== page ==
Vietnam has one of the largest Catholic populations among countries never visited by a pope. The country is home to an estimated 7 million Catholics. An additional 700,000 Vietnamese Catholics live in the United States today, many of whom are refugees or descendants of refugees who fled by boat during the Vietnam War.

Pope Francis appointed Archbishop Marek Zalewski, a Polish Vatican diplomat, as the resident papal representative to Vietnam in December 2023.

Zalewski’s appointment was a historic step toward the possibility of someday establishing full diplomatic relations. Vietnam severed ties with the Holy See after the communist takeover of Saigon in 1975. 

With the new appointment, Vietnam is the only Asian communist country to have a resident papal envoy live in the country.

The Catholic Church in Vietnam has seen a rising number of religious vocations in recent years. The country has 8,000 priests and 41 bishops, according to government data. More than 2,800 seminarians were studying for the priesthood across Vietnam in 2020, 100 times more than in Ireland.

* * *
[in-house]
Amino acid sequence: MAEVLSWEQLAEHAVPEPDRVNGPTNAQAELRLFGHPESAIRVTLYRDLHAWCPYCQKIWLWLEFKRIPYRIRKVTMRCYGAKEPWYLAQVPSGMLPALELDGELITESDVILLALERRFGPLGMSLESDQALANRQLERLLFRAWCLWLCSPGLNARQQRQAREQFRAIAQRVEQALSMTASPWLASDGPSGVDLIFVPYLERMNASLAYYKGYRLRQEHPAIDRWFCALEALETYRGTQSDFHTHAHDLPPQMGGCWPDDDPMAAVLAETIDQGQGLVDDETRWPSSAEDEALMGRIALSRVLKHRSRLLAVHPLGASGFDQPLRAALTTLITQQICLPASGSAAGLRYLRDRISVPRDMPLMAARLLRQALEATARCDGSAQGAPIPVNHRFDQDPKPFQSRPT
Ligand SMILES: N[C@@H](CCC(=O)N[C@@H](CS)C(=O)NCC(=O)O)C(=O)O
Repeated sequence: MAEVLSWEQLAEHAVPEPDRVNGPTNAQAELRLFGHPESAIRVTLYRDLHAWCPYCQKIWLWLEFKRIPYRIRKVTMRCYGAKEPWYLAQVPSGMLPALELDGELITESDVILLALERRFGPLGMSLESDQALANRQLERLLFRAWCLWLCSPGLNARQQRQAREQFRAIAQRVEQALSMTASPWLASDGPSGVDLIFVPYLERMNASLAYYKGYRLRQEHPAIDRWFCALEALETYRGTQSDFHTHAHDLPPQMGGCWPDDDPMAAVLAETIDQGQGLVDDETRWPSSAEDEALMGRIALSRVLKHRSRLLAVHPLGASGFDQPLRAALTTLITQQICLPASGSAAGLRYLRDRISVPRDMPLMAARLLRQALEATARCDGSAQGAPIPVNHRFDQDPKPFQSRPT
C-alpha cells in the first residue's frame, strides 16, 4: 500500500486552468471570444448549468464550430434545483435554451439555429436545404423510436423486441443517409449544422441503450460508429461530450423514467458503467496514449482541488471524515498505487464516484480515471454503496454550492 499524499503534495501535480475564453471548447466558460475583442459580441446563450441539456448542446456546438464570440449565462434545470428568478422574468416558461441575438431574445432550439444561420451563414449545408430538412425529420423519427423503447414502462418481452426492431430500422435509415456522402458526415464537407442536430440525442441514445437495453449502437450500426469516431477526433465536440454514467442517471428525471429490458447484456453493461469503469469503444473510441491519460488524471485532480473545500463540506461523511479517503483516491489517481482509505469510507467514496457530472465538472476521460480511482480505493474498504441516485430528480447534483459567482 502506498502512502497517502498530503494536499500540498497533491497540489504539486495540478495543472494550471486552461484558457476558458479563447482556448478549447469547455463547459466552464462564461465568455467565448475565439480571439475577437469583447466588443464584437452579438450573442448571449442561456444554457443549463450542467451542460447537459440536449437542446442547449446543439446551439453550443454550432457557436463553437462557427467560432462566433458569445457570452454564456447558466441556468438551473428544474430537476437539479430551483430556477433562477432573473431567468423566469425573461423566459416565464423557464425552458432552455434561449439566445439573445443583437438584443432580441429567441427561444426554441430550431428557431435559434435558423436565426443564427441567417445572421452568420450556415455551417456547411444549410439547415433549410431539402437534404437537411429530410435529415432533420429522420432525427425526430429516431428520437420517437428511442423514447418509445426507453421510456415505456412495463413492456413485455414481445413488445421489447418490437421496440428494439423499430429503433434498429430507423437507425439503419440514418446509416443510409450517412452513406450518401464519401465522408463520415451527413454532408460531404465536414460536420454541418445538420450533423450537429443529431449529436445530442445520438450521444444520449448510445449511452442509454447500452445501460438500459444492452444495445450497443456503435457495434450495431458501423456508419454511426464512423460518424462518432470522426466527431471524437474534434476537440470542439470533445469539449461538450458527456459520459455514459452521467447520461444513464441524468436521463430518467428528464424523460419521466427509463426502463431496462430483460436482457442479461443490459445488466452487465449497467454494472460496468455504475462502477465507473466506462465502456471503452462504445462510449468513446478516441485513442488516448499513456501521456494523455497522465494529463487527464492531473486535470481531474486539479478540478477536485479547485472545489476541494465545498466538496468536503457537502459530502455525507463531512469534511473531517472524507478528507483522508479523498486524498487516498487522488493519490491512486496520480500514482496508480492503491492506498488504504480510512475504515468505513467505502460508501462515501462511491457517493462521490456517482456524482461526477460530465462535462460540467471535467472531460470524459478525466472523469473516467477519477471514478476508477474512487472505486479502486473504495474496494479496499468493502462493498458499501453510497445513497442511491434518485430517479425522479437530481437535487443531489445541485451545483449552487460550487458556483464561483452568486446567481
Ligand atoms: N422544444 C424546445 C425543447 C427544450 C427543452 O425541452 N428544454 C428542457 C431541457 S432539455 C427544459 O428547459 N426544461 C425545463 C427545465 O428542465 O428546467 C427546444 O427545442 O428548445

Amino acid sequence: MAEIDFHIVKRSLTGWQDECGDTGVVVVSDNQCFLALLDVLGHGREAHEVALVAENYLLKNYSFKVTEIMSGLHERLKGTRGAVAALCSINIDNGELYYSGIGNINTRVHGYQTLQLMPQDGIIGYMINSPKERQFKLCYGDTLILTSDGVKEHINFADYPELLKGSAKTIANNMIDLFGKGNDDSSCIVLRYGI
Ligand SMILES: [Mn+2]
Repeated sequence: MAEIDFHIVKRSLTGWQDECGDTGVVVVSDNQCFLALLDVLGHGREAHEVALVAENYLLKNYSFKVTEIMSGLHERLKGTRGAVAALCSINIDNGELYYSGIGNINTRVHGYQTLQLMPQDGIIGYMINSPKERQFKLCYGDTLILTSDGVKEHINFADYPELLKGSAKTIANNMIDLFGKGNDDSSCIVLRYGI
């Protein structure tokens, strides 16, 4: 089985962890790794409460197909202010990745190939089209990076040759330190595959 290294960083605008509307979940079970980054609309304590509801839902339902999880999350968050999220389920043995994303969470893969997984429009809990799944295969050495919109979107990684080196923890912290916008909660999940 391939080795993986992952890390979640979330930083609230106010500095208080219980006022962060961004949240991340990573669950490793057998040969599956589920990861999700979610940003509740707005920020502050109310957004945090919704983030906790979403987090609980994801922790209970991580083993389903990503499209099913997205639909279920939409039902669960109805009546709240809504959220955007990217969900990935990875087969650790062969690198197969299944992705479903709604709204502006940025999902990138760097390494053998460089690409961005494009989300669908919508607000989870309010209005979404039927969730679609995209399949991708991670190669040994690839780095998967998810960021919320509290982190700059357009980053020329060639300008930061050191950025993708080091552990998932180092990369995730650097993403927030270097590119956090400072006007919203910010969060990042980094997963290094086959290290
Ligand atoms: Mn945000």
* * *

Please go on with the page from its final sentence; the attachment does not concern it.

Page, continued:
Kimviet Ngo, a Vietnamese American Catholic, told CNA last fall that she hopes that a potential papal visit to Vietnam would help improve religious freedom in the country. 

The Vietnamese Constitution guarantees individual freedom of belief and individual religious freedom. However, the U.S. Commission on International Religious Freedom (USCIRF), which advises branches of the U.S. government, recommended that Vietnam be designated a “country of particular concern” in its 2024 report.

Ngo’s hope has been backed by a 2024 academic study, which found that papal trips can have a significant effect on the host country’s human rights protections.

Pope Francis is expected to travel to Indonesia and other Southeast Asian countries in early September if his health allows.

Report: Society of St. Pius X priest admits to years of sexual misconduct with minors

null / Credit: Brian A Jackson / Shutterstock

CNA Newsroom, Apr 11, 2024 / 06:45 am (CNA).

At a hearing for a criminal trial in France, a priest of the Society of St. Pius X (SSPX) who spent six years in the U.S. has admitted to sexual misconduct with French minors over a period of 15 years, local media reported Sunday.